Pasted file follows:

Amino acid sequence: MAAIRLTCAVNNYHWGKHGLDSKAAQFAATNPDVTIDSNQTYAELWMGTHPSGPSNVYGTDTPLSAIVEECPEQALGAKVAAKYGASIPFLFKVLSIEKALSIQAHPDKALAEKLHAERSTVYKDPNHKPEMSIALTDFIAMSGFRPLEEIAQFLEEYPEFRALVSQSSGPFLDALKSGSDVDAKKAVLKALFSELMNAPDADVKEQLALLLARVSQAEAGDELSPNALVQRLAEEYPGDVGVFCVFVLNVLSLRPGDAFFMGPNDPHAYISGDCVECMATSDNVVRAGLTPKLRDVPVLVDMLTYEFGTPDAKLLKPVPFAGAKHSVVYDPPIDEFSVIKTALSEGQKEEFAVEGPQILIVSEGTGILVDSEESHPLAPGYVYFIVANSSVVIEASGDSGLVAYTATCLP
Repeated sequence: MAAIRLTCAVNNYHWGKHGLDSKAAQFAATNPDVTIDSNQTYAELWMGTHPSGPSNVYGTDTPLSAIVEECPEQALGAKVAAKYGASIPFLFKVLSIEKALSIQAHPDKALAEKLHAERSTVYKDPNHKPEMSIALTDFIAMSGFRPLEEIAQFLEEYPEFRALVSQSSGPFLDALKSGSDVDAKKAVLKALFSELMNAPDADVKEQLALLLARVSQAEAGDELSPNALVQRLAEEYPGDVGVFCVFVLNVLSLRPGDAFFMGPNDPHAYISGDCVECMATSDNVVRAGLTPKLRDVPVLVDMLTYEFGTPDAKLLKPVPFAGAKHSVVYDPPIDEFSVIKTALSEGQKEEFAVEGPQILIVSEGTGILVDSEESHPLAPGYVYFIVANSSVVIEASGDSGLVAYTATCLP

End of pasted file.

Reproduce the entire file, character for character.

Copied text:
Amino acid sequence: MAAIRLTCAVNNYHWGKHGLDSKAAQFAATNPDVTIDSNQTYAELWMGTHPSGPSNVYGTDTPLSAIVEECPEQALGAKVAAKYGASIPFLFKVLSIEKALSIQAHPDKALAEKLHAERSTVYKDPNHKPEMSIALTDFIAMSGFRPLEEIAQFLEEYPEFRALVSQSSGPFLDALKSGSDVDAKKAVLKALFSELMNAPDADVKEQLALLLARVSQAEAGDELSPNALVQRLAEEYPGDVGVFCVFVLNVLSLRPGDAFFMGPNDPHAYISGDCVECMATSDNVVRAGLTPKLRDVPVLVDMLTYEFGTPDAKLLKPVPFAGAKHSVVYDPPIDEFSVIKTALSEGQKEEFAVEGPQILIVSEGTGILVDSEESHPLAPGYVYFIVANSSVVIEASGDSGLVAYTATCLP
Repeated sequence: MAAIRLTCAVNNYHWGKHGLDSKAAQFAATNPDVTIDSNQTYAELWMGTHPSGPSNVYGTDTPLSAIVEECPEQALGAKVAAKYGASIPFLFKVLSIEKALSIQAHPDKALAEKLHAERSTVYKDPNHKPEMSIALTDFIAMSGFRPLEEIAQFLEEYPEFRALVSQSSGPFLDALKSGSDVDAKKAVLKALFSELMNAPDADVKEQLALLLARVSQAEAGDELSPNALVQRLAEEYPGDVGVFCVFVLNVLSLRPGDAFFMGPNDPHAYISGDCVECMATSDNVVRAGLTPKLRDVPVLVDMLTYEFGTPDAKLLKPVPFAGAKHSVVYDPPIDEFSVIKTALSEGQKEEFAVEGPQILIVSEGTGILVDSEESHPLAPGYVYFIVANSSVVIEASGDSGLVAYTATCLP